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Opposition to Motion to Dismiss Re Exhaustion (05043011x9E3F7)

Opposition to Motion to Dismiss Re Exhaustion (05043011x9E3F7)

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Published by cbsradionews
Winfield response to motion to dismiss for failure to exhaust
Winfield response to motion to dismiss for failure to exhaust

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Published by: cbsradionews on Jun 05, 2014
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06/10/2014

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 IN THE CIRCUIT COURT OF COLE COUNTY, MISSOURI  JOHN E. WINFIELD,))Plaintiff,))) v.) Case No. 14AC-CC00263)GEORGE A. LOMBARDI, et al.,)))Defendants. )SUGGESTIONS IN OPPOSITION TO DEFENDANTS’ MOTION TODISMISS FOR FAILURE TO EXHAUST ADMINISTRATIVE REMEDIES
 The state persists in its argument that Mr. Winfield has not exhaustedadministrative remedies. But there is no dispute that Mr. Winfield himself has filedeverything he needs to have filed. He filed a “grievance appeal,” the appeal was sentalong to the Department of Corrections’ central office in Jefferson City, and there isnothing more that Mr. Winfield can file or do.
See 
 Defendant’s Exhibit F, at 6-7(concerning exhaustion of lethal injection issues); Exhibit G (Offender Grievance Appeal). Defendants seem to be arguing that Mr. Winfield has not “exhausted” hisremedies, because the Department has not yet answered his appeal or waited 100days— 
see 
 Defendants’ Exhibit J at 2—even though the Department has made clear inthe Sunshine Law correspondence and yesterday’s hearing that it has
absolutely nointention
 of providing the requested records to Mr. Winfield unless it is ordered todo so. Mr. Winfield has satisfied the letter and purpose of the law, and the state’sargument elevates form over substance. The Court should reject the defendants’exhaustion argument.
 
1.The Department’s failure to answer the “grievance appeal” does notmean that Mr. Winfield has failed to exhaust administrative remedies.
 There is no factual dispute about what remedies Mr. Winfield has pursued. Heshowed his paperwork to the grievance coordinator at Potosi, who said that the issueis “non-grievable.” That is why Mr. Winfield proceeded in the first instance with a“grievance appeal,” which the grievance coordinator promptly faxed to theDepartment’s central office in Jefferson City.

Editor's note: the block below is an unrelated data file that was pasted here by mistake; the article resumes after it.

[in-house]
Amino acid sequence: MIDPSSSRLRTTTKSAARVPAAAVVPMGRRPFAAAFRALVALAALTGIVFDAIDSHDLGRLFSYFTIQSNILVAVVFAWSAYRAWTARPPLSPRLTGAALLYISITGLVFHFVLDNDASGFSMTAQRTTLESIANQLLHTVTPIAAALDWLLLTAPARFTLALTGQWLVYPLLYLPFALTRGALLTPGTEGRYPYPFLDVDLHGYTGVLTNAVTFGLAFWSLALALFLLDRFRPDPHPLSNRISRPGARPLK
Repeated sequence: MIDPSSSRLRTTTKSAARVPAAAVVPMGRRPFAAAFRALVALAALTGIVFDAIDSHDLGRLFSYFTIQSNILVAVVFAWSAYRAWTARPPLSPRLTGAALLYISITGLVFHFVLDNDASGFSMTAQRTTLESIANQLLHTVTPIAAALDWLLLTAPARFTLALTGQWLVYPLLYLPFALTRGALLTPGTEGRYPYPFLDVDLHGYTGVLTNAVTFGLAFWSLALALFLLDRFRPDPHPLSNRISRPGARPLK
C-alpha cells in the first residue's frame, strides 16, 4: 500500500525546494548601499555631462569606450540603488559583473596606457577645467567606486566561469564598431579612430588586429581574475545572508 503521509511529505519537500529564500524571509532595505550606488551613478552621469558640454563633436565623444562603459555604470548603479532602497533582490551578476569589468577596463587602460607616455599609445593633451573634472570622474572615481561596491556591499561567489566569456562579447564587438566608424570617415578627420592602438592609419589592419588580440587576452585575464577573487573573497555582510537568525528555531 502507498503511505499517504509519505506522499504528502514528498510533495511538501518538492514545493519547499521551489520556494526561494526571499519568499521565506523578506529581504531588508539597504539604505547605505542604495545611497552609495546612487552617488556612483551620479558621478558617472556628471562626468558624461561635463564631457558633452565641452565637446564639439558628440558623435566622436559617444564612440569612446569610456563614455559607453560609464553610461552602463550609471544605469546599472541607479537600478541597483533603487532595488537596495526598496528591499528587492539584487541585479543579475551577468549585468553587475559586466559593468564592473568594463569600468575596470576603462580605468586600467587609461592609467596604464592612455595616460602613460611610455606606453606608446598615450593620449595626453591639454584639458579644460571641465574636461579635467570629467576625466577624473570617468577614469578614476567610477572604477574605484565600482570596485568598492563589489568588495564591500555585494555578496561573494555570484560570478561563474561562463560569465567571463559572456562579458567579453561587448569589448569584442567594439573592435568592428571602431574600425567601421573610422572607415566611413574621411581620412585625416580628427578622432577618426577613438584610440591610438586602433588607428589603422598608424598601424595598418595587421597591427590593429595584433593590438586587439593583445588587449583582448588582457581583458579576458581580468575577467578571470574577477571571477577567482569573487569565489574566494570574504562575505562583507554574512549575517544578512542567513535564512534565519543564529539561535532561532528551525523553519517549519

See 
 Plaintiff’s Exhibit C (Winfield Affidavit); Defendants’ Exhibit G. The grievance coordinator told Mr. Winfield thatthere was nothing more for him to do. Ex. C ¶ 5. And indeed, Defendants’ ownpolicies show that a prisoner exhausts a lethal injection issue by filing a “grievanceappeal.” Defendant’s Exhibit F at 5-6. The “grievance appeal” that appears asDefense Exhibit G conforms with the Department’s policies.Defendants now argue that
Mr. Winfield
 has not exhausted his administrativeremedies, because the Department has not yet responded to his grievance appeal orallowed 100 days to lapse without such a response. But the law requires only that theprisoner exhaust the remedies available to him.
See 
 Mo. Rev. Stat. § 510.125.1 (“[T]hecourt shall stay such case until
 the offender has exhausted
such administrativeremedies as are described in this section and are available to the offender”) (emphasisadded). Mr. Winfield has exhausted the avenues that are made “available” to him. Hecompleted the only form that the grievance coordinator and the DOC’s manualallows him to complete, and he made clear his complaint that the Department was violating the Sunshine Law by not responding to his earlier document request. Deft.Exhibit G at 3-4. Mr. Winfield has no means to hasten or otherwise complete theDepartment’s response. The grievance coordinator is right: there is nothing more for
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Mr. Winfield to do. Plaintiff’s Exhibit C ¶ 5.
2.Any remaining portion of the exhaustion process must be excusedbecause the Department of Corrections has unreasonably delayed itsresponse to Mr. Winfield’s grievance appeal.
 “Unreasonable delay on the agency’s part is an exception to the exhaustionrequirement.”
Cooper v. Minor 
, 16 S.W.3d 578, 582 (Mo. banc 2000). In this case, theDepartment of Corrections received Mr. Winfield’s grievance appeal by facsimile onMay 7, or almost one month ago.
See
Defendant’s Exhibit G at 2. Defendants wellknow that Mr. Winfield’s execution was scheduled two days later, or May 9. And they also knew, on May 21, that Mr. Winfield had filed this lawsuit and moved for apreliminary injunction earlier that day.
See 
 Plaintiff’s Exhibit D (email to opposing counsel in the
Zink
 litigation).Defendants now suggest that Mr. Winfield has not yet exhausted theadministrative grievance process because
the Defendants
 have not yet bothered torespond to his grievance. All the while, Defendants insist that they have no intentionof complying with his grievance, as they made absolutely clear in response to Mr. Winfield’s Sunshine Law request as well as in their court filings and arguments only yesterday.
See 
 Plaintiffs’ Exhibit A at 4-6; Opposition to Motion for Preliminary Injunction, at 5-8. Under these circumstances, Defendants have unreasonably delayedtheir response to Mr. Winfield’s grievance appeal—if indeed Defendants are correctthat their response is needed in order from Mr. Winfield to have satisfied theexhaustion requirement. The delay is unreasonable because it serves no legitimatepurpose; Mr. Winfield has satisfied the purpose of the exhaustion requirement, whichis to give the state agency a chance to resolve the issue itself so that the prisoner need
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